But we have several things going for us in this latest economic decline, and chief among them is Fed Chairman Ben Bernanke, who wrote the book on what led to the Great Depression. That's when the Fed tightened the money supply instead of injecting liquidity into the economy's banking institutions -- and then FDR raised taxes.
Bernanke and his economic partner Treasury Secretary Hank Paulson aren't going to make those mistakes. Last week's half-point interest-rate cut will be followed by others, while the Fed and Treasury continue to make money available to keep the nation's lending arteries open until we can work our way out of this trouble.
In the meantime, the Treasury and the Federal Housing Administration have been pushing to renegotiate subprime mortgage loans at the rate of 200,000 a month for creditworthy homeowners who are trying to stay in their homes.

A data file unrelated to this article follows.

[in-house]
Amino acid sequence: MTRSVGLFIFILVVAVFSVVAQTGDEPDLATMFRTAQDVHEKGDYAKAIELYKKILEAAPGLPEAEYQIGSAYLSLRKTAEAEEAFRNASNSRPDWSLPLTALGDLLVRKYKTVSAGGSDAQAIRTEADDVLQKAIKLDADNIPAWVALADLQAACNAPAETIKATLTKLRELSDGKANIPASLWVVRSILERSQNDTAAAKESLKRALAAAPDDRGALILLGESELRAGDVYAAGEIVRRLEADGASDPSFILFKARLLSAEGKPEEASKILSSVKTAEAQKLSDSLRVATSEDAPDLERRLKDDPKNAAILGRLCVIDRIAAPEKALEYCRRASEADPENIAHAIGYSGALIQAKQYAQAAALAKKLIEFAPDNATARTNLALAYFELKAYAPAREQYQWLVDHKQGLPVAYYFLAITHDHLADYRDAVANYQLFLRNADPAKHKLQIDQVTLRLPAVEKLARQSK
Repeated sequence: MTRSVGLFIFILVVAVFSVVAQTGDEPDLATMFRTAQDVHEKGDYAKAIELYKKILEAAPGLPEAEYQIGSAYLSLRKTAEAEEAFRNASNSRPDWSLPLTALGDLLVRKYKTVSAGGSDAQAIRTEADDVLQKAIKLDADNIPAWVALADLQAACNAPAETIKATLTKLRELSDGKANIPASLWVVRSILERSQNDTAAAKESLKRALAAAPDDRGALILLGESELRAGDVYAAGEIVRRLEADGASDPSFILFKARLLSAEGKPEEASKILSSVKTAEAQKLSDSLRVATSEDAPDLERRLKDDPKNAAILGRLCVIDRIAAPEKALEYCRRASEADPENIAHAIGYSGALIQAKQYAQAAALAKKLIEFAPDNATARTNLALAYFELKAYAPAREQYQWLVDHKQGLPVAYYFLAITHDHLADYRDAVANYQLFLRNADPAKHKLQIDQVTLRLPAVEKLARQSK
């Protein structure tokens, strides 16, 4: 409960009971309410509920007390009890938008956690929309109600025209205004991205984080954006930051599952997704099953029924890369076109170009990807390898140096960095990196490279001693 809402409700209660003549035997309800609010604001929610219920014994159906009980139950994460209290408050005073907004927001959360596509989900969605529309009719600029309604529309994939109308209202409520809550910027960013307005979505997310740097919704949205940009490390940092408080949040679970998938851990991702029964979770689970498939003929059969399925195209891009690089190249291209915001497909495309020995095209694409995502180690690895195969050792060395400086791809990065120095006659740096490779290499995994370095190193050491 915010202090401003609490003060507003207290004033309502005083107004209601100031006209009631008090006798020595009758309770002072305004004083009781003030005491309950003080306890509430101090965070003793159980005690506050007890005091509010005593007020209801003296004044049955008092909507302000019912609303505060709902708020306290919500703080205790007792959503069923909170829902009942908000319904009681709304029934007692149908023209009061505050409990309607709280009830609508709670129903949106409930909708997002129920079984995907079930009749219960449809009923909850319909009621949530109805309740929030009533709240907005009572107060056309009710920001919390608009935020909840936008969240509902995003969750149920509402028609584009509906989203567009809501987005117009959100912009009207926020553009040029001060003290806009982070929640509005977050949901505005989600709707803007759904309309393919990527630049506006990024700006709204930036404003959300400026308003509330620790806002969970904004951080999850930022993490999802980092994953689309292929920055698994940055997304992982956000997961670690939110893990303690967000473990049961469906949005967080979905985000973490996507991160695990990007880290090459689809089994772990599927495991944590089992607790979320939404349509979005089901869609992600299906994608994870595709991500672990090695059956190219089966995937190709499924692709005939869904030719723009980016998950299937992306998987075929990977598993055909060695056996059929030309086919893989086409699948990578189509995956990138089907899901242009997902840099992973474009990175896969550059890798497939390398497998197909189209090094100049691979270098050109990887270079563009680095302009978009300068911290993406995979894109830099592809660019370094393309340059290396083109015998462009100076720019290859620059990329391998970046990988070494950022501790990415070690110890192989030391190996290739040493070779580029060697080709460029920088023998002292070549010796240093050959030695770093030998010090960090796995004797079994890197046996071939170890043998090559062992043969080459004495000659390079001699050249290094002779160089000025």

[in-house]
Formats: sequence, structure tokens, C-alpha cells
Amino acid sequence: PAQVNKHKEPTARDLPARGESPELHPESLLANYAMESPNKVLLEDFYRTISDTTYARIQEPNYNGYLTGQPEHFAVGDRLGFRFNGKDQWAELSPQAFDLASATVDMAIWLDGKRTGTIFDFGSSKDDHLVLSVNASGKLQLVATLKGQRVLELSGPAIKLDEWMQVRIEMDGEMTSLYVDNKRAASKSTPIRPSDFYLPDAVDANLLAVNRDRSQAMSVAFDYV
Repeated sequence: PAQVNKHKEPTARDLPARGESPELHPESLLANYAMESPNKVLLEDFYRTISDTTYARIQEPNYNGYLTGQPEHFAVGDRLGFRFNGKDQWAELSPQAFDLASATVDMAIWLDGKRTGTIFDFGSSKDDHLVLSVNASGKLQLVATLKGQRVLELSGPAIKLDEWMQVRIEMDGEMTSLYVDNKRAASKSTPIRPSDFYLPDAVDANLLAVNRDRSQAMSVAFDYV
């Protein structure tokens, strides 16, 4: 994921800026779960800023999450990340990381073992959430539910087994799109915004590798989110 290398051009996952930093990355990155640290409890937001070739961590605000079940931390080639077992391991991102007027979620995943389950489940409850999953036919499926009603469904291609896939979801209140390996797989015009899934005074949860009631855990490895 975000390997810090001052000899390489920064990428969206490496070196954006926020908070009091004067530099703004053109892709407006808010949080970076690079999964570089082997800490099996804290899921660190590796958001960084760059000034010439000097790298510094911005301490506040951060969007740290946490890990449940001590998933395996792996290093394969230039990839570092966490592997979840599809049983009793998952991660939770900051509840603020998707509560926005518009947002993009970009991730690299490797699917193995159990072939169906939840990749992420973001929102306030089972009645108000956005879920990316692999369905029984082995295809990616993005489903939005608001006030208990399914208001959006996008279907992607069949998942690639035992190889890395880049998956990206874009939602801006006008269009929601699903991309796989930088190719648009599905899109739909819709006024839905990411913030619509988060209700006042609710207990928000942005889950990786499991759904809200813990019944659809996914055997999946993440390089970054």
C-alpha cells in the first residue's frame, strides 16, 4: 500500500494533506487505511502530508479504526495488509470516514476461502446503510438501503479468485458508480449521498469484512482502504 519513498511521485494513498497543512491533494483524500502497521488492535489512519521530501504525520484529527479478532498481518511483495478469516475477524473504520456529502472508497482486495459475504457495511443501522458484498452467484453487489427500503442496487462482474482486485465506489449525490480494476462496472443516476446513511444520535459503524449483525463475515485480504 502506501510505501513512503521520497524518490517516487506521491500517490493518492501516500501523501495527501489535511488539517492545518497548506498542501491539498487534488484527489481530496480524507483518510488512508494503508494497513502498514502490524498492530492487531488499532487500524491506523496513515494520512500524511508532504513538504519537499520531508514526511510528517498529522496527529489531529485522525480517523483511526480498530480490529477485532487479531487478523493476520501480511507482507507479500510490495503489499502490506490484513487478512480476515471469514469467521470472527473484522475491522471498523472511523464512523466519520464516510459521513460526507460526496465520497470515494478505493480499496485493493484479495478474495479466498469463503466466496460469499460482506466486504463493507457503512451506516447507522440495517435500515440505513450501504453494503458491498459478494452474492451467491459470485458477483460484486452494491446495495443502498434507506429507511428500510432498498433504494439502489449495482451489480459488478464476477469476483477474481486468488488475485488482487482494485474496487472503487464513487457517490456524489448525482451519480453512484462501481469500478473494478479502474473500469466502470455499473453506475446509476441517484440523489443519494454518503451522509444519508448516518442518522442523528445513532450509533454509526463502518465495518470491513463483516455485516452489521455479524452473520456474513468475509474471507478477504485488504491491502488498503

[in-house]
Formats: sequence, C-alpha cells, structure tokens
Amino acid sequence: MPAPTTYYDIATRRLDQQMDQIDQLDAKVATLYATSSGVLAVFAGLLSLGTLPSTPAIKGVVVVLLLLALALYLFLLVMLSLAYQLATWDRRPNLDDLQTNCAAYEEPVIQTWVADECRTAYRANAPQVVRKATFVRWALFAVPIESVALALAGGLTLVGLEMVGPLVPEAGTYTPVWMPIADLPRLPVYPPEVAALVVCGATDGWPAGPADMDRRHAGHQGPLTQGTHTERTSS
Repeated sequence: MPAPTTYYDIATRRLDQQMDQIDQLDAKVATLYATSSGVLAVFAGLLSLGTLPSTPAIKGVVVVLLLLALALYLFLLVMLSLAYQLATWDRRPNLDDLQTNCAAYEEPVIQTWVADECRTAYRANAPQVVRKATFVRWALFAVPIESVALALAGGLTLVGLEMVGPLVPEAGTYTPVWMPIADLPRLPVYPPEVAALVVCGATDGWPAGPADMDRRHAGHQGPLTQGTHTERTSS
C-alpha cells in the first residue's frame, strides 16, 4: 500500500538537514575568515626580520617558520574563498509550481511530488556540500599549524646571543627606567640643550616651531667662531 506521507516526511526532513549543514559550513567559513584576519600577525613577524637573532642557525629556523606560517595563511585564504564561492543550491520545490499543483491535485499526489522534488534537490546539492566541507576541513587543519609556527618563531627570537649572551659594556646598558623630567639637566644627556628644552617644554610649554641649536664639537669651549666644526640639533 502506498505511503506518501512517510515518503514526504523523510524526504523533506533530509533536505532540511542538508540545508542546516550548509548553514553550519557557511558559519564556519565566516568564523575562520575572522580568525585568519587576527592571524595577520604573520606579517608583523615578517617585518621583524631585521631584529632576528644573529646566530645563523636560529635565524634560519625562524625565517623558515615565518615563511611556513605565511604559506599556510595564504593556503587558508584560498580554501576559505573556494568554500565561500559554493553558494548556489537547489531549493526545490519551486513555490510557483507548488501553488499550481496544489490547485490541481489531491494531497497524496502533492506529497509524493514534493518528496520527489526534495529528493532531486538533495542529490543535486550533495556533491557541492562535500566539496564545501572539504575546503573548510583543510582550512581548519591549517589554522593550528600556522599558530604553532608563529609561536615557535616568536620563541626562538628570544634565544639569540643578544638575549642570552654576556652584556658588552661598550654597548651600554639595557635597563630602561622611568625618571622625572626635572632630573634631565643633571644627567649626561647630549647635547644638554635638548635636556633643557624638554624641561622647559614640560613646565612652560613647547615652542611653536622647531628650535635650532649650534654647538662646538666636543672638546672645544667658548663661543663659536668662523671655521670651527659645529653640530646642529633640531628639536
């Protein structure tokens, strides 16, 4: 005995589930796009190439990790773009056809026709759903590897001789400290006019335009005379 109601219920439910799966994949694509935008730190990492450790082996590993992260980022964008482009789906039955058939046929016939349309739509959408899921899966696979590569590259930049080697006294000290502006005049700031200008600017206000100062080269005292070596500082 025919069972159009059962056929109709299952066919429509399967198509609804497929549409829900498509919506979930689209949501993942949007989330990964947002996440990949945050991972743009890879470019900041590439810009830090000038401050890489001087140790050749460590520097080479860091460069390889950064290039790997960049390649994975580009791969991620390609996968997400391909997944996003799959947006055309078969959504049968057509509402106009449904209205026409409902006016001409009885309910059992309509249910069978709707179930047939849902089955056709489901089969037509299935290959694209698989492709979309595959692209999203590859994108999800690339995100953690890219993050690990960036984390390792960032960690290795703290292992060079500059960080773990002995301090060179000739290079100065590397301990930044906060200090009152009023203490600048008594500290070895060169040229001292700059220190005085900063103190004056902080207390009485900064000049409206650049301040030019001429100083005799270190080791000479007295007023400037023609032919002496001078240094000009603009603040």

Then there are the underappreciated Bush tax cuts that have helped make our economy more resilient than it otherwise would have been. They helped us bounce back from the 9/11 terrorist attacks when the economy stopped breathing and recover from one financial breakdown after another, natural disasters and now the subprime mortgage and credit debacle.
There are a few other fundamentals at work here that will help us out of this economic hole, like relatively low interest rates, plunging oil prices that are cutting the price of gasoline at the pump, and a real-estate market that is showing glimmers of a comeback.
Pending home sales increased by an unexpected 7.4 percent between July and August, pushing the National Association of Realtors index of pending sales to 93.4 from an upwardly revised reading of 87. That's the highest number since the summer of 2007, and a sign that homebuyers are returning to the market to take advantage of bargain-basement home prices.
Nevertheless, the national mood of gloom and pessimism runs deep as Paulson and his Treasury associate, Neel Kashkari, try to fix this mess.
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